Neurodegenerative disease etiology is still unclear, but different contributing factors, such as lifestyle and genetic factors are involved. Altered components of the gut could play a key role in the gut-brain axis, which is a bidirectional system between the central nervous system and the enteric nervous system. Variations in the composition of the gut microbiota and its function between healthy people and patients have been reported for a variety of human disorders comprising metabolic, autoimmune, cancer, and, notably, neurodegenerative disorders. Diet can alter the microbiota composition, affecting the gut-brain axis function. Different nutraceutical interventions have been devoted to normalizing gut microbiome dysbiosis and to improving biological outcomes in neurological conditions, including the use of probiotics. Preclinical and clinical investigations discussed in this review strengthen the correlation between intestinal microbiota and brain and the concept that modifying the microbiome composition may improve brain neurochemistry, modulating different pathways. This review will discuss the potential use of probiotics for Parkinson's disease prevention or treatment or as adjuvant therapy, confirming that gut microbiota modulation influences different pro-survival pathways. Future investigations in Parkinson's disease should consider the role of the gut-brain axis and additional comprehension of the underlying mechanisms is extremely necessary.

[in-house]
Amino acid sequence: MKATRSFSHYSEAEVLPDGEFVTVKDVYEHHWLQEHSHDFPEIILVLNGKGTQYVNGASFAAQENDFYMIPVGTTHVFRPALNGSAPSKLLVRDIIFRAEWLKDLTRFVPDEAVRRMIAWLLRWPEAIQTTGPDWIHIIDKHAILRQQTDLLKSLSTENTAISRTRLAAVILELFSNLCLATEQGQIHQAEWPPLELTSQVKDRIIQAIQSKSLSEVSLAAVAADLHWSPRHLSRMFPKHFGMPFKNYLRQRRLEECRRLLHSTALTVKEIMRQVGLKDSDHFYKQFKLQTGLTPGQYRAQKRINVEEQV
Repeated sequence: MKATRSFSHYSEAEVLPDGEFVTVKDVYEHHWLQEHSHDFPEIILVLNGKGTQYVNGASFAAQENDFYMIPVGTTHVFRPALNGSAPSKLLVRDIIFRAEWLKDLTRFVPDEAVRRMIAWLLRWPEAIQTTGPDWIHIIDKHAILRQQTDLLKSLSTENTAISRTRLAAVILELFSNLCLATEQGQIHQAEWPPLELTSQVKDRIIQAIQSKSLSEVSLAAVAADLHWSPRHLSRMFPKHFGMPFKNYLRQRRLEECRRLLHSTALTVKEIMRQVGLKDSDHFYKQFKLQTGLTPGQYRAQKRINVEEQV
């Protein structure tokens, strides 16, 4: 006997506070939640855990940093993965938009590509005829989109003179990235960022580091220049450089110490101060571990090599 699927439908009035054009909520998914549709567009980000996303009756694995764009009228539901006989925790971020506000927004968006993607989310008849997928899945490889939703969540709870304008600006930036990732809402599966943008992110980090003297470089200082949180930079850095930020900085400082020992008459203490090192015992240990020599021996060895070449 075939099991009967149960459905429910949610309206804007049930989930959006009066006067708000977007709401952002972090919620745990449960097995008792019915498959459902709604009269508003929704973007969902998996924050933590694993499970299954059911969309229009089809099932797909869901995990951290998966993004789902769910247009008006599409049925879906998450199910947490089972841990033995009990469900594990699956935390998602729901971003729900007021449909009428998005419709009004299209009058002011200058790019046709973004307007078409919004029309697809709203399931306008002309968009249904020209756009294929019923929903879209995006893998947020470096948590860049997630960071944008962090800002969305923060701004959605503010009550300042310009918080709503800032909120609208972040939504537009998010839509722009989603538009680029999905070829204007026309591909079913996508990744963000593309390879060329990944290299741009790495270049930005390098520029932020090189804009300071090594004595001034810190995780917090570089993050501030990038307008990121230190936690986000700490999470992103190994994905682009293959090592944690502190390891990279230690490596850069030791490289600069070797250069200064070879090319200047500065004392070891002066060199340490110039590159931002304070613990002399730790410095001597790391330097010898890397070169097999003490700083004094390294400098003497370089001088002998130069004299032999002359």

|Titolo:||The emerging role of probiotics in neurodegenerative diseases: New hope for Parkinson's disease?|
|Data di pubblicazione:||Being printed|
|Appare nelle tipologie:||1.2 Recensione in rivista|